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With over a month to spend in California and plans to travel between Los Angeles and San Francisco, there was no question that we would take the Pacific Coast Highway for a true California Dreamin’ road trip. To drive the Pacific Coast Highway is on the bucket list of many road trippers – but even people who don’t enjoy spending much time in the car will appreciate the stunning vistas along this incredible route.drive the pacific coast highwayFrom the moment we set off from L.A., it was clear why National Geographic listed the PCH as one of the world’s ‘drives of a lifetime’.

Our Pacific Coast Highway Road Trip

Highway 1 is a breathtaking drive past the beaches of Malibu, stunning vistas of the Pacific, the beautiful former Mexican missionary town of Santa Barbara, mountains and redwoods in Big Sur, a 17-mile scenic drive around the Monterey peninsula and finally Halfmoon Bay before entering San Francisco, our final destination for the week. When continuing your trip north, Hwy 1 it will take you right over the Golden Gate Bridge into California’s wine country.

Drive the Pacific Coast Highway

The most breathtaking part of the 436miles (701km) along the Pacific Ocean is Big Sur, ‘Big Country of the South’, named by the Spanish settlers who inhabited it first. Big Sur covers 90 miles (145 kilometers) from Carmel in the north to San Simeon in the south. This part of the PCH is a designated American National Scenic Byway and California Scenic Highway and is legendary for its notorious curves and bridges.drive the pacific coast highwayOn this part of the coastline, redwood groves reach skyward and the Santa Lucia mountain range plunges into the sea where waves crash on ragged rocks.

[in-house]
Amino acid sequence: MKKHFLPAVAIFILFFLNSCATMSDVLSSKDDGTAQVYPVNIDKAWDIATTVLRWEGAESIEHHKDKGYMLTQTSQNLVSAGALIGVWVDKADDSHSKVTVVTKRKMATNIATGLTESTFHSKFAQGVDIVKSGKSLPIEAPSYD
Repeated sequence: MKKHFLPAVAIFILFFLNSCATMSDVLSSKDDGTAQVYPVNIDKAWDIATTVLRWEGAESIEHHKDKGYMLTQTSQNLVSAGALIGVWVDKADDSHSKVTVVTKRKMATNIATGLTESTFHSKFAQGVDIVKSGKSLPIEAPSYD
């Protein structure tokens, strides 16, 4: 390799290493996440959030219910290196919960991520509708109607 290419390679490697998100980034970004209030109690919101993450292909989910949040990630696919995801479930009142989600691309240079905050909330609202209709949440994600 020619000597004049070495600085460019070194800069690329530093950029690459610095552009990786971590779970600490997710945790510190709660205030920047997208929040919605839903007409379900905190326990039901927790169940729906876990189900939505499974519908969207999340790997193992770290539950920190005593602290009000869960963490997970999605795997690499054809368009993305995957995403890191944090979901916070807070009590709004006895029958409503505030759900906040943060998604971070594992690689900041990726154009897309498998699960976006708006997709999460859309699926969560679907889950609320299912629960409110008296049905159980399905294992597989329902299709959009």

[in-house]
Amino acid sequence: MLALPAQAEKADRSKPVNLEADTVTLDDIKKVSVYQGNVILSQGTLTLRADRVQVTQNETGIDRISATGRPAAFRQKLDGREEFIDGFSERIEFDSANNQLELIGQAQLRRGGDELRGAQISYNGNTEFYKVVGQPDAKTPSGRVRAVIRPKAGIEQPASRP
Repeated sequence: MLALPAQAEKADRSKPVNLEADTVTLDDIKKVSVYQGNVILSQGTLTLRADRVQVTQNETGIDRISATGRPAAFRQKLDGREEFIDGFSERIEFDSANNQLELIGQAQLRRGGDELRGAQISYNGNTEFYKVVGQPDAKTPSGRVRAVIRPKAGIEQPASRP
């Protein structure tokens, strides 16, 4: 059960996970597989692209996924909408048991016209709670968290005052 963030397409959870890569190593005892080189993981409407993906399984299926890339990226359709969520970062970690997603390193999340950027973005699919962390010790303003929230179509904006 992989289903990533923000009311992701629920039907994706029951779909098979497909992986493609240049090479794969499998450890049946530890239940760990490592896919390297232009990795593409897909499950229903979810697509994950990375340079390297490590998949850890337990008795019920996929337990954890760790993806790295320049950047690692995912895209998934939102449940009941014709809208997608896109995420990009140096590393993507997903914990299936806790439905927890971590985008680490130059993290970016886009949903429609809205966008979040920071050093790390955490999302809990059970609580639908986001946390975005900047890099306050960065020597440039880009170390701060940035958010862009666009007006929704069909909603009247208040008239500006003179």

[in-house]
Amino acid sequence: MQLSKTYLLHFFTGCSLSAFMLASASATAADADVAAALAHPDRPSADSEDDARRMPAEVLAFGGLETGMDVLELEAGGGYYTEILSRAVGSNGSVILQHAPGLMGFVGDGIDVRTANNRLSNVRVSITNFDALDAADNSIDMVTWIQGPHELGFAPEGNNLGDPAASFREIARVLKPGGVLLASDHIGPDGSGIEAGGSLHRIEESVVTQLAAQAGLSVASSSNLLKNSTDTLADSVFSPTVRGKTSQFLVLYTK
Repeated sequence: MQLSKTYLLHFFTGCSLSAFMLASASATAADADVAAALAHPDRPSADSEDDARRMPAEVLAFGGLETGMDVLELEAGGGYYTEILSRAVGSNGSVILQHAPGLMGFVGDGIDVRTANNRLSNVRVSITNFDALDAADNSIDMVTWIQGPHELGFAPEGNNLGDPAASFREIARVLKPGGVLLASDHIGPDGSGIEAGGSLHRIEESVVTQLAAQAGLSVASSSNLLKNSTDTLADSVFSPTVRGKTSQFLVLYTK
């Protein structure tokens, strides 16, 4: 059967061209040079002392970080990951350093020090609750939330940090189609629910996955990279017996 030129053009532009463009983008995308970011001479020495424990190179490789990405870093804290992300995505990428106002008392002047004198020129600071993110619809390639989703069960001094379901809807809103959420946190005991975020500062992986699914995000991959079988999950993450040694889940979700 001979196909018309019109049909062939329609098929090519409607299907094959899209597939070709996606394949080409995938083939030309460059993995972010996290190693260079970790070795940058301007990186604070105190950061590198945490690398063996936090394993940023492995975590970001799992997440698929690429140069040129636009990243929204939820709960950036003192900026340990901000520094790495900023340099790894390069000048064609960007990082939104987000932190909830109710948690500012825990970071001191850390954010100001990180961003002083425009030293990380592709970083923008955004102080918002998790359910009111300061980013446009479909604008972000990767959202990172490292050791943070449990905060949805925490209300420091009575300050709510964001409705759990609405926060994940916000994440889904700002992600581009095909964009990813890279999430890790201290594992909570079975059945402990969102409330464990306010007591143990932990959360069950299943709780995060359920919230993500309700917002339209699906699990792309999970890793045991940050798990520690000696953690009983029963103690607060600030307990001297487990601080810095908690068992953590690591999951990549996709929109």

After snaking around sheer cliffs ranging from 600 to 5,750ft (182m to 1753m), you arrive in the town of Big Sur, where there are several campgrounds, lodges and hotels, a few galleries, cafes and mini-marts – what you don’t find are chains; everything is individually owned and run.pacific coast highway road tripAlthough accommodation in Big Sur is quite pricey, we decide to spend one day hiking in one of the nine state parks and stay in the Big Sur Campground, located right off the Highway.

With proper trekking in South America (Inca Trail) coming up, we thought it might be a good idea to spend the night camping. In the end, though, we stayed in a tent cabin, which is a wooden cabin on the bottom, a queen-sized bed, with tent flaps for a ceiling.This far north, nights in May are more than chilly, and we quickly realized that rather than meeting a sweet spot between camping and hotel room, we actually had a tent top which didn’t close all the way and air slipping through the wooden slats on the floor. Several species of insects, both flying and crawling, also found their way into the tent.

However, the beauty of the place makes up for the freezing at night – Our front porch faced a lazy river, there are trees outside our tent-cabin that are taller than most skyscrapers and who needs heat anyway.After an early breakfast the next morning, we choose nearby Pfeiffer State Park for our hike. (There are 237 miles of trails and 55 designated trail camps in the area of Big Sur to choose from). The hiking there was limited though as many trails were still closed as a result of a destructive forest fire in 2008. This fire managed to ravage through most of the trails including the 4 mile Oak Wood trail and the trail to an upper view of the Pfeiffer Falls.We start our hike on the Mount Manual trail where soon we were greeted by three wild turkeys. Lucky for them, we are vegetarian and it was no where near Thanksgiving.We continued our hike on the Valley View trail which goes uphill for miles but rewards the climb with fantastic vistas of the valley. On the way down we took another trail to the bottom of the Pfeiffer Falls through the wood.The redwoods were so impressive, though equally impressive was the wilderness, from the green clovers running up the mountainside to the bluebirds we had eating out of our hands down by the falls.pacific coast highway road trip